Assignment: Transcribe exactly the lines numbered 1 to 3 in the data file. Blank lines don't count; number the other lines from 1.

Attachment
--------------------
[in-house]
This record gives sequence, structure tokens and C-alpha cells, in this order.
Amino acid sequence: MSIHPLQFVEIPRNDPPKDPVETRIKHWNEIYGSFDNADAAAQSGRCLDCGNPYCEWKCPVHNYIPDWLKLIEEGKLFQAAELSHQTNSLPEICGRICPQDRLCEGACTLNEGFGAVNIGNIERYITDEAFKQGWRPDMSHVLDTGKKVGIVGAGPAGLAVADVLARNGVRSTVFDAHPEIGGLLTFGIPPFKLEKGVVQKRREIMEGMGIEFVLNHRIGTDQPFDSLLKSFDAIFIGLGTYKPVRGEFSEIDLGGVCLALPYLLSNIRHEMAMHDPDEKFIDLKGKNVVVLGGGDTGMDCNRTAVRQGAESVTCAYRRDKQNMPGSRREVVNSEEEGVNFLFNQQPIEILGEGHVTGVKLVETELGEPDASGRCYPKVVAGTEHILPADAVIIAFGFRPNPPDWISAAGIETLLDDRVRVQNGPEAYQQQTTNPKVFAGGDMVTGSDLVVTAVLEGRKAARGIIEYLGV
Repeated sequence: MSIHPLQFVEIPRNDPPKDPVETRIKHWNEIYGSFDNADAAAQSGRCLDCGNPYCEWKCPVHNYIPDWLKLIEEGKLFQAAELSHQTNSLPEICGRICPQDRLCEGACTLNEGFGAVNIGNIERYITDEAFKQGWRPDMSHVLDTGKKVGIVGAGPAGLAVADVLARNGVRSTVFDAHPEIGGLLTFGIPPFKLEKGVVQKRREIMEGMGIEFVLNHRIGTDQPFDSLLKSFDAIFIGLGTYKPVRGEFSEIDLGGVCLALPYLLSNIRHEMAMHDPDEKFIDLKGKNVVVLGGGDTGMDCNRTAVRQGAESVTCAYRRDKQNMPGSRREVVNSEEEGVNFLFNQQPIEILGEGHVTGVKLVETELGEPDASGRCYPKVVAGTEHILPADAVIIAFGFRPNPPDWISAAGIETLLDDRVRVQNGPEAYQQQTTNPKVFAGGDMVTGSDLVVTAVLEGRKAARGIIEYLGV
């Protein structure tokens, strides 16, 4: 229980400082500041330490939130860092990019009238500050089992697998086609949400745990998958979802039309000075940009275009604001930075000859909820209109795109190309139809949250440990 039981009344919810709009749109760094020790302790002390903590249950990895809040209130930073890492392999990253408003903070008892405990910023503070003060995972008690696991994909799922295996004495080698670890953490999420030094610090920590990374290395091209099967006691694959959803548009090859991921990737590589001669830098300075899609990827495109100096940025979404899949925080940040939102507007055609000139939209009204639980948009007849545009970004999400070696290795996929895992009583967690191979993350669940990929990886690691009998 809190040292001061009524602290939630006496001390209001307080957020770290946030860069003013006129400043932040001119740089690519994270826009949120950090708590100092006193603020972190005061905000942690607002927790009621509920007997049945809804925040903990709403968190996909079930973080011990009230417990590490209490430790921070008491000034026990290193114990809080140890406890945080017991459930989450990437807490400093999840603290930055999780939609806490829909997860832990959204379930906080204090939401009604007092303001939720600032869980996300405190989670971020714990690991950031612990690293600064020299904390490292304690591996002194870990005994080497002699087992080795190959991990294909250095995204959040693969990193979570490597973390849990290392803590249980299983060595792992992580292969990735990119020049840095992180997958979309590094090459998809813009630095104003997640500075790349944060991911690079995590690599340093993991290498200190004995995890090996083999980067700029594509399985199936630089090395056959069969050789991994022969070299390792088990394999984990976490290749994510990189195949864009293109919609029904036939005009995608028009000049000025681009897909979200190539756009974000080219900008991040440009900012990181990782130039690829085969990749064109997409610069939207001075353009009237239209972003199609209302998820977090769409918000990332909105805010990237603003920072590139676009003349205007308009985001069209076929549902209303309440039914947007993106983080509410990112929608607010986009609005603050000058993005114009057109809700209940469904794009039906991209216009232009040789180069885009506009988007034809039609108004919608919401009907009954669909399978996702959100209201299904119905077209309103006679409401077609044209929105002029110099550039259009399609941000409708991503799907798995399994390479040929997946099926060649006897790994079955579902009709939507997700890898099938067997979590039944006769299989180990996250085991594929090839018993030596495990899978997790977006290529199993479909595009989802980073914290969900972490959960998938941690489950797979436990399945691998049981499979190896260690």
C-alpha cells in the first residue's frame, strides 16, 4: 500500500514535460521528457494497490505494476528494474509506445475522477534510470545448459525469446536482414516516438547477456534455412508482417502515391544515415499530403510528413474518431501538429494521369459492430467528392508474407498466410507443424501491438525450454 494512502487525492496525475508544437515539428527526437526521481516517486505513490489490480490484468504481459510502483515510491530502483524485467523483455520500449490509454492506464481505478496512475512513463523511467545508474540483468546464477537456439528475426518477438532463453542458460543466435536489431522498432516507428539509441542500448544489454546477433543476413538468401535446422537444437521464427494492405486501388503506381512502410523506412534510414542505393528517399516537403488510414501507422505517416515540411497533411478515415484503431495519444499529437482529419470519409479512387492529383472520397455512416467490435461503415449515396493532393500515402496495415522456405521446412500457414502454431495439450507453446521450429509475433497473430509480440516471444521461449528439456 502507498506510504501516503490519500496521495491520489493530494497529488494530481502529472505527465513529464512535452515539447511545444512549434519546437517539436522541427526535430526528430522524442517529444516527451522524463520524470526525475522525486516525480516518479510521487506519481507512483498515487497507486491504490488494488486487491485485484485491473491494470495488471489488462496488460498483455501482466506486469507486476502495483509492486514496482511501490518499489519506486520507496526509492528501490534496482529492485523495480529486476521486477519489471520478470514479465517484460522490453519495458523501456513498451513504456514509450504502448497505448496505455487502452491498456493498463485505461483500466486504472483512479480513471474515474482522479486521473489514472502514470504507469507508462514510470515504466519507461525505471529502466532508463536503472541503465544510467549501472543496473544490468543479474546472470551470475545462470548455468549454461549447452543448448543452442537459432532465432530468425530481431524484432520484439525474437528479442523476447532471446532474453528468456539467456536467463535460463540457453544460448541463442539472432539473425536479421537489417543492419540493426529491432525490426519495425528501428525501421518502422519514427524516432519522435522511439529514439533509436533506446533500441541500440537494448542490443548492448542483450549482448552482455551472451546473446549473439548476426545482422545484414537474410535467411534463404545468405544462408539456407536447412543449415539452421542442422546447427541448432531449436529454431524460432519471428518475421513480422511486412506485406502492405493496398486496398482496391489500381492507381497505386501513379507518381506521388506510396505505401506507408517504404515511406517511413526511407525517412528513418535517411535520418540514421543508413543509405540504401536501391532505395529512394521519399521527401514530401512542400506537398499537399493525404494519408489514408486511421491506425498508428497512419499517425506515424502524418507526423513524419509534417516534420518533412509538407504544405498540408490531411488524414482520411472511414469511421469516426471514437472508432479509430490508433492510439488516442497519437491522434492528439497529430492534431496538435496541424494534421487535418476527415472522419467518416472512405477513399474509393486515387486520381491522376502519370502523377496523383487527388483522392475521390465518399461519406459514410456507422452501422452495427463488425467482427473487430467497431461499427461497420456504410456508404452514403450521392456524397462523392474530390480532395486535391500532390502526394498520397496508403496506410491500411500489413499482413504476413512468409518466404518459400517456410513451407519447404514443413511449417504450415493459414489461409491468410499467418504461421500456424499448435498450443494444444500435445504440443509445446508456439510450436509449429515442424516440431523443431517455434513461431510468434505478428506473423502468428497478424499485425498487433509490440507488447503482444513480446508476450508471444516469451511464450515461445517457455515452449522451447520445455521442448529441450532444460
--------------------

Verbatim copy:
[in-house]
This record gives sequence, structure tokens and C-alpha cells, in this order.
Amino acid sequence: MSIHPLQFVEIPRNDPPKDPVETRIKHWNEIYGSFDNADAAAQSGRCLDCGNPYCEWKCPVHNYIPDWLKLIEEGKLFQAAELSHQTNSLPEICGRICPQDRLCEGACTLNEGFGAVNIGNIERYITDEAFKQGWRPDMSHVLDTGKKVGIVGAGPAGLAVADVLARNGVRSTVFDAHPEIGGLLTFGIPPFKLEKGVVQKRREIMEGMGIEFVLNHRIGTDQPFDSLLKSFDAIFIGLGTYKPVRGEFSEIDLGGVCLALPYLLSNIRHEMAMHDPDEKFIDLKGKNVVVLGGGDTGMDCNRTAVRQGAESVTCAYRRDKQNMPGSRREVVNSEEEGVNFLFNQQPIEILGEGHVTGVKLVETELGEPDASGRCYPKVVAGTEHILPADAVIIAFGFRPNPPDWISAAGIETLLDDRVRVQNGPEAYQQQTTNPKVFAGGDMVTGSDLVVTAVLEGRKAARGIIEYLGV